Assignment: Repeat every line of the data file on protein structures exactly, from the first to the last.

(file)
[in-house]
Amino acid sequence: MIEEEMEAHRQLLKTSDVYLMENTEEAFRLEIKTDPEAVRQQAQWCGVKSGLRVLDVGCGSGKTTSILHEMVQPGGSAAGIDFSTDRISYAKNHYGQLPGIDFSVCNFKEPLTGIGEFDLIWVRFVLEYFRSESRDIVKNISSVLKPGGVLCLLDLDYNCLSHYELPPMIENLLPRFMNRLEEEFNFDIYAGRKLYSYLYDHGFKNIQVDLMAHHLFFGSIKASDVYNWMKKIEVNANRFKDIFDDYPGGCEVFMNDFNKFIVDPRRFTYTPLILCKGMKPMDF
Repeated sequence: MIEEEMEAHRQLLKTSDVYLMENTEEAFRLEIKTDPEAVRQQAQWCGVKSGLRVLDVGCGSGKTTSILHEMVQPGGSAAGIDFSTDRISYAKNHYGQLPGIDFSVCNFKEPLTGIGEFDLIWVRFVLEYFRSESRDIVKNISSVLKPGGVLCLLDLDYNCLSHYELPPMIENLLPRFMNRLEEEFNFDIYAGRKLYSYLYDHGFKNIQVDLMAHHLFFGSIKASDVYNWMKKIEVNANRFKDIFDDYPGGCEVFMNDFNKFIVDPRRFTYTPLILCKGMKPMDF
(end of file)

[in-house]
Amino acid sequence: MIEEEMEAHRQLLKTSDVYLMENTEEAFRLEIKTDPEAVRQQAQWCGVKSGLRVLDVGCGSGKTTSILHEMVQPGGSAAGIDFSTDRISYAKNHYGQLPGIDFSVCNFKEPLTGIGEFDLIWVRFVLEYFRSESRDIVKNISSVLKPGGVLCLLDLDYNCLSHYELPPMIENLLPRFMNRLEEEFNFDIYAGRKLYSYLYDHGFKNIQVDLMAHHLFFGSIKASDVYNWMKKIEVNANRFKDIFDDYPGGCEVFMNDFNKFIVDPRRFTYTPLILCKGMKPMDF
Repeated sequence: MIEEEMEAHRQLLKTSDVYLMENTEEAFRLEIKTDPEAVRQQAQWCGVKSGLRVLDVGCGSGKTTSILHEMVQPGGSAAGIDFSTDRISYAKNHYGQLPGIDFSVCNFKEPLTGIGEFDLIWVRFVLEYFRSESRDIVKNISSVLKPGGVLCLLDLDYNCLSHYELPPMIENLLPRFMNRLEEEFNFDIYAGRKLYSYLYDHGFKNIQVDLMAHHLFFGSIKASDVYNWMKKIEVNANRFKDIFDDYPGGCEVFMNDFNKFIVDPRRFTYTPLILCKGMKPMDF